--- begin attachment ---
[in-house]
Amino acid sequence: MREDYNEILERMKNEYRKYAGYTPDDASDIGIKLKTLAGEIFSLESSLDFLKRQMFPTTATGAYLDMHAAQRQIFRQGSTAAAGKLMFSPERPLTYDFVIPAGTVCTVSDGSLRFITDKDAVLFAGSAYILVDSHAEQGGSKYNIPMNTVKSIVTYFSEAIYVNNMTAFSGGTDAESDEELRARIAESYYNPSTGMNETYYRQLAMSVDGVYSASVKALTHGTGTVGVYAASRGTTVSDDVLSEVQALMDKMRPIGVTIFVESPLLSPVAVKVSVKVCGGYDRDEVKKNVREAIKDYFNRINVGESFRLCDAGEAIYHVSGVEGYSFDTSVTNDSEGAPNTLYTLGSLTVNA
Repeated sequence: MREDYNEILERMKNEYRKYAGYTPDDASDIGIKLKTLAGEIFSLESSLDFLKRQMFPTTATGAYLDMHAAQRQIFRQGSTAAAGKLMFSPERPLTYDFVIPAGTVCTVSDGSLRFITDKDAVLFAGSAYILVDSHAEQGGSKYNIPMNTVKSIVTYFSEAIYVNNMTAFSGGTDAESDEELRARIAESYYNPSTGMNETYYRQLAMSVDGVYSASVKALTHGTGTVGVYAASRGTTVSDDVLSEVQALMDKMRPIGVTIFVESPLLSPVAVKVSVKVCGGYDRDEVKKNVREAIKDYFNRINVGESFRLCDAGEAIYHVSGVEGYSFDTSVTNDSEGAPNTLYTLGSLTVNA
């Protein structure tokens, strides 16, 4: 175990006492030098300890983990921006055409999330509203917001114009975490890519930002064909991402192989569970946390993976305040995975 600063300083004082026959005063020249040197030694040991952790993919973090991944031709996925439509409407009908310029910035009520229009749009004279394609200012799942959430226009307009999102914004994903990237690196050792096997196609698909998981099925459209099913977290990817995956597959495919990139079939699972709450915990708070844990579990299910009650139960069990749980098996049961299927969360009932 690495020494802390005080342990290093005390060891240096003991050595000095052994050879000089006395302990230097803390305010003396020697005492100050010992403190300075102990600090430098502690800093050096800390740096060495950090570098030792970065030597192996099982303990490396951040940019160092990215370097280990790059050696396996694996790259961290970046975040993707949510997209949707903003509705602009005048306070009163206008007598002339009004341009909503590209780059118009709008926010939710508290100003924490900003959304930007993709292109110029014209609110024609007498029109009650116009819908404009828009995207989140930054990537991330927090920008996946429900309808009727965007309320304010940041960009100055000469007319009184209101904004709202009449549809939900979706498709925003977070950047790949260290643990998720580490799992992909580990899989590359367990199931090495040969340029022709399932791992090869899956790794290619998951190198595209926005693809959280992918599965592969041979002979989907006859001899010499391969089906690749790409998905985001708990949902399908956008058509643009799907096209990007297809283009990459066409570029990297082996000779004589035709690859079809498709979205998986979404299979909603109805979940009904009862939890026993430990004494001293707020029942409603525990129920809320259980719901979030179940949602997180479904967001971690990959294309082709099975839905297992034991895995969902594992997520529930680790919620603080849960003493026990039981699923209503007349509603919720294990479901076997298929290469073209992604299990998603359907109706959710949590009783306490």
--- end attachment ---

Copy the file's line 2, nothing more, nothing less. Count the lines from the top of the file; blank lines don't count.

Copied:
Amino acid sequence: MREDYNEILERMKNEYRKYAGYTPDDASDIGIKLKTLAGEIFSLESSLDFLKRQMFPTTATGAYLDMHAAQRQIFRQGSTAAAGKLMFSPERPLTYDFVIPAGTVCTVSDGSLRFITDKDAVLFAGSAYILVDSHAEQGGSKYNIPMNTVKSIVTYFSEAIYVNNMTAFSGGTDAESDEELRARIAESYYNPSTGMNETYYRQLAMSVDGVYSASVKALTHGTGTVGVYAASRGTTVSDDVLSEVQALMDKMRPIGVTIFVESPLLSPVAVKVSVKVCGGYDRDEVKKNVREAIKDYFNRINVGESFRLCDAGEAIYHVSGVEGYSFDTSVTNDSEGAPNTLYTLGSLTVNA